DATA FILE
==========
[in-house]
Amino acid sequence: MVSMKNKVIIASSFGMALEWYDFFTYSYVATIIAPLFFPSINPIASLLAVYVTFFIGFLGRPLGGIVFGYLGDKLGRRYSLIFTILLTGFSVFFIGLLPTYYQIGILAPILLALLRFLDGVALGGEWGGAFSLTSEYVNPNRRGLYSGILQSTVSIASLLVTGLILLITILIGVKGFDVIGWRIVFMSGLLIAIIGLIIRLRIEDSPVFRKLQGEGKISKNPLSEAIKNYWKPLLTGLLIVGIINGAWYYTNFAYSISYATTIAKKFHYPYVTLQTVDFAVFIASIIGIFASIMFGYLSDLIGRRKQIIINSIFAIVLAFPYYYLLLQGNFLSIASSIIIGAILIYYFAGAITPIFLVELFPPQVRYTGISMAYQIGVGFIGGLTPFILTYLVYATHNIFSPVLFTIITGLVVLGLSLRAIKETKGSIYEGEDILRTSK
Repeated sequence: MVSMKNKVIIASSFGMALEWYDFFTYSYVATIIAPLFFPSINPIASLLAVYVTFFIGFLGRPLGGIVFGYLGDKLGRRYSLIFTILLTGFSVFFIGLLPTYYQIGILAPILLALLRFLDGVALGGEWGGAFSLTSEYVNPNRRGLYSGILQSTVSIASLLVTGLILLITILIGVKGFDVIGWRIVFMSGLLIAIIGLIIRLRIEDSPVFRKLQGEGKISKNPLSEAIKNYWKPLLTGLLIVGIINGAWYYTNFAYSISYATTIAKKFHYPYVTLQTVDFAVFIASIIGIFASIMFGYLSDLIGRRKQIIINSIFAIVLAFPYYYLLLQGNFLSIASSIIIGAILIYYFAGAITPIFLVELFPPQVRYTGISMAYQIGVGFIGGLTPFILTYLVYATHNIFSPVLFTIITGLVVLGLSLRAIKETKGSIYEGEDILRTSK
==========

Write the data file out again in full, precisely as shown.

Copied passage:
[in-house]
Amino acid sequence: MVSMKNKVIIASSFGMALEWYDFFTYSYVATIIAPLFFPSINPIASLLAVYVTFFIGFLGRPLGGIVFGYLGDKLGRRYSLIFTILLTGFSVFFIGLLPTYYQIGILAPILLALLRFLDGVALGGEWGGAFSLTSEYVNPNRRGLYSGILQSTVSIASLLVTGLILLITILIGVKGFDVIGWRIVFMSGLLIAIIGLIIRLRIEDSPVFRKLQGEGKISKNPLSEAIKNYWKPLLTGLLIVGIINGAWYYTNFAYSISYATTIAKKFHYPYVTLQTVDFAVFIASIIGIFASIMFGYLSDLIGRRKQIIINSIFAIVLAFPYYYLLLQGNFLSIASSIIIGAILIYYFAGAITPIFLVELFPPQVRYTGISMAYQIGVGFIGGLTPFILTYLVYATHNIFSPVLFTIITGLVVLGLSLRAIKETKGSIYEGEDILRTSK
Repeated sequence: MVSMKNKVIIASSFGMALEWYDFFTYSYVATIIAPLFFPSINPIASLLAVYVTFFIGFLGRPLGGIVFGYLGDKLGRRYSLIFTILLTGFSVFFIGLLPTYYQIGILAPILLALLRFLDGVALGGEWGGAFSLTSEYVNPNRRGLYSGILQSTVSIASLLVTGLILLITILIGVKGFDVIGWRIVFMSGLLIAIIGLIIRLRIEDSPVFRKLQGEGKISKNPLSEAIKNYWKPLLTGLLIVGIINGAWYYTNFAYSISYATTIAKKFHYPYVTLQTVDFAVFIASIIGIFASIMFGYLSDLIGRRKQIIINSIFAIVLAFPYYYLLLQGNFLSIASSIIIGAILIYYFAGAITPIFLVELFPPQVRYTGISMAYQIGVGFIGGLTPFILTYLVYATHNIFSPVLFTIITGLVVLGLSLRAIKETKGSIYEGEDILRTSK